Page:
|Pawtuxet VillageHazel's Vignettes|
The following are various snippets from Hazel Wade Kennedy as published
the years in The Bridge, the newsletter of the Pawtuxet
Village Association, and in Gaspee Days Parade programs. It
should be noted that much of Hazel Kennedy's material appears to have
been taken from a noted historian of the previous generation, Horace
Hazel Wade Kennedy was born in the Christopher Rhodes House at 25 Post Road in Pawtuxet Village. A 10th descendant of Roger Williams on her father's side and 11th on her mother's, she also was a direct descendant of William Arnold, one of the first settlers in Pawtuxet. Hazel was a charter member of the Gaspee Days Committee and active in the Committee for 35 years. Hazel wrote and published 3 books " Guide to historic Pawtuxet Village (1972, 1975, 1985); Fragments of Time in Pawtuxet (1986) and Bird's Eye View of Edgewood (1989). She was the Church Historian for Pawtuxet Baptist Church and a member of the Pawtuxet Village Association, and Warwick and Cranston Historical Societies. Hazel is listed in Who's Who in Rhode Island and, and in 1979, had an upstairs room at the Bank Cafe named in her honor. In 1989 she received the Abraham Whipple Award from the Gaspee Days Committee for her years of dedicated service. Hazel was a society writer for the Providence Journal Bulletin and has been published in numerous magazines. It was a fitting tribute and honor that Hazel Wade Kennedy was named the 1992 Grand Marshal for the Gaspee Day Parade. We all miss her dearly.
Pawtuxet was included in the Grand Purchase of Providence when Roger Williams received the land from the Indians in 1636. Pawtuxet, Indian name for "Little Falls", was settled in 1638. In 1638 each proprietor of the Pawtuxet Purchase paid 30 shillings to Roger Williams and was given 100 acres of land, a home lot, farm for planting, meadow and pasture land for cattle and a tract of woodland. During King Philip's War in January 1676, Indians raided the village, drove off cattle, and burned hay and corn. The youngest son of William Harris, Toleration, was killed.
From its early settlement days it was an important seaport village. During the first part of the 18th century many men of Pawtuxet were engaged in the Triangular Trade which lasted into the 19th century.
There were several grist mills and sailing crafts would bring corn from Providence and elsewhere to be ground into meal. Circa of 1810 there stood a large three story textile mill at the Cranston end of the Pawtuxet Bridge, owned and operated by Christopher and William Rhodes. The mill burned January 25, 1875. The Christopher Rhodes house at 25 Post Road was built in 1800 and is a National Register landmark. William Rhodes house is at 141 Post Road. They are both fine examples of the Federalist period. The Rhodes brothers became wealthy through their textile industries. Besides the Pawtuxet mill they also built the Bellefonte Mill in Cranston, where the first broadcloth was made in this country, and extended their mill interests to Natick, Wickford, Albion and into northeastern Connecticut.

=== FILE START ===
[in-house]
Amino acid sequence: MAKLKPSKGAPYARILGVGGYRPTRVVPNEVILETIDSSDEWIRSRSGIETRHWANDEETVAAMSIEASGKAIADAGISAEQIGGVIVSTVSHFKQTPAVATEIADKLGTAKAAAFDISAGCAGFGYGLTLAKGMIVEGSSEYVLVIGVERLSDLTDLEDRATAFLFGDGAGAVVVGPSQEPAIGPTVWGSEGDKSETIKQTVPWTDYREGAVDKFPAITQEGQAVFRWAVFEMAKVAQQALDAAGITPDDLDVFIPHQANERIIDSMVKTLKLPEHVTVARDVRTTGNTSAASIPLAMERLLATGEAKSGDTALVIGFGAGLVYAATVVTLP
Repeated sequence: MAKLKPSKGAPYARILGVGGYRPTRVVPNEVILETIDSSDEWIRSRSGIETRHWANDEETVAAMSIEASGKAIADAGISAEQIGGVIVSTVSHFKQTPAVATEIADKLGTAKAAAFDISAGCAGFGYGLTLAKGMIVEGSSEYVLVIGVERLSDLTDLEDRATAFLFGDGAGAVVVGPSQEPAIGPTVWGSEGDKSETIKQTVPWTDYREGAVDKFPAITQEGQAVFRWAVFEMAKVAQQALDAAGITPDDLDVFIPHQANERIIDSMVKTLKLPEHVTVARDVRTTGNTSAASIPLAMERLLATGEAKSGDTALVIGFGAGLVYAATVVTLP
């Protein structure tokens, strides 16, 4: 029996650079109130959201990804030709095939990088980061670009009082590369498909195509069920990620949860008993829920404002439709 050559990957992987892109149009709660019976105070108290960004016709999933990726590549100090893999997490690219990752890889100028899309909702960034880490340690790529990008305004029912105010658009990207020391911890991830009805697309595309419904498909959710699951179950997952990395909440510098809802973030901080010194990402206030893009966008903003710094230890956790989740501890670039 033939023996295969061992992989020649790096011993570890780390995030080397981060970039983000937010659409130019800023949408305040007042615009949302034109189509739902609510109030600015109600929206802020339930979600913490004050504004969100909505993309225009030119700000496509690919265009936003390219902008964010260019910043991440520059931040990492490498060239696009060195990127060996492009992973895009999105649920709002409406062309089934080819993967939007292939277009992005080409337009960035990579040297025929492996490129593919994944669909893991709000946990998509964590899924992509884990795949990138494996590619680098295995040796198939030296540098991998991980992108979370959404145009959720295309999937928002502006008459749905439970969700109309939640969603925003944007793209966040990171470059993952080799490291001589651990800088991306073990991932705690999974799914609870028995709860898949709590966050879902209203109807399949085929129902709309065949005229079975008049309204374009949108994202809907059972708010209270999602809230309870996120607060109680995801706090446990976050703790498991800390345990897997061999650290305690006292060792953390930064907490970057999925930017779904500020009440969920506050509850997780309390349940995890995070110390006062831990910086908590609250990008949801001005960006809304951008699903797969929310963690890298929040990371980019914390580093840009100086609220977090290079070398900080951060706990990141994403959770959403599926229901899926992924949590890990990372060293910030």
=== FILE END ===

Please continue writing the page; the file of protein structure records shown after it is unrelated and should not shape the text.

Right: "Old Fish Hill Landing, Pawtuxet Cove, Rhode Island" by Whitman Bailey, 1935. We're not exactly sure of this location within Pawtuxet Village, and we have no specific reference to it except that at one time, Ed Johnson and Civil War veteran Samuel Greene both ran fish markets at the foot of Aborn Street. The artist, Whitman Bailey, was color-blind, and his black-and-white sketches first appeared in The Stamford Advocate (CT) in 1924. Avid readers watched for his weekly sketches of area locations. He was most likely descended from Jacob Whitman Bailey, a noted 19th century naturalist, artist, and professor at Brown University.
Taverns were the heart of the village in the 18th century, because the road through the village was the link in the Post Road and was the most traveled highway between Boston and New York. Some of the taverns were the Golden Ball Inn, Mitchell Tavern, Aborn Tavern and the Carder Tavern. The latter is the only one standing today at 118 Post Road, Warwick and was built in 1740.
Fort Avenue, running along Pawtuxet Neck in Cranston gets its name from the fort that once stood on a high bluff at the head of today's Sheldon Street. The fort was built on October 17, 1775 during the Revolutionary War. It went from shore to shore and within the fort was a guard house. Fort Neck was garrisoned by the Pawtuxet Rangers for many years. They were chartered in 1774 as an independent military company and in 1812 it became the Pawtuxet Artillery. After the fort was no longer in use the timbers from the guard house were used in building the dwelling of Captain Alonzo Crandall. The dwelling became known as the "Barracks House" and stands today at 69 Fort Avenue with additions added.
The Pawtuxet Armory stands at the corner of Bank and Remington Streets, Warwick and was erected in 1843 by the State as an armory for the Pawtuxet Artillery, partially in reward for the Pawtuxet Artillery's loyalty to the Law and order party during the Dorr Rebellion..
The Pawtuxet Bank, today's Bank Cafe, stands at the top of Post Road hill and was established by the Rhodes brothers in 1814 to serve the coastal trade of Pawtuxet.
Left: "House on Old Elm Street, Pawtuxet, Rhode Island" by Whitman Bailey, 1937. It turns out that Pawtuxet Village really did have an Elm Street as found in old maps c1895. The location was from the present foot of Post Road through the center of what is now Pawtuxet Park between Emmons and East View Street.
Wander where you will through the old Pawtuxet, on both sides of the bridge, and you will see architectural styles from 18th century colonial to late Victorian.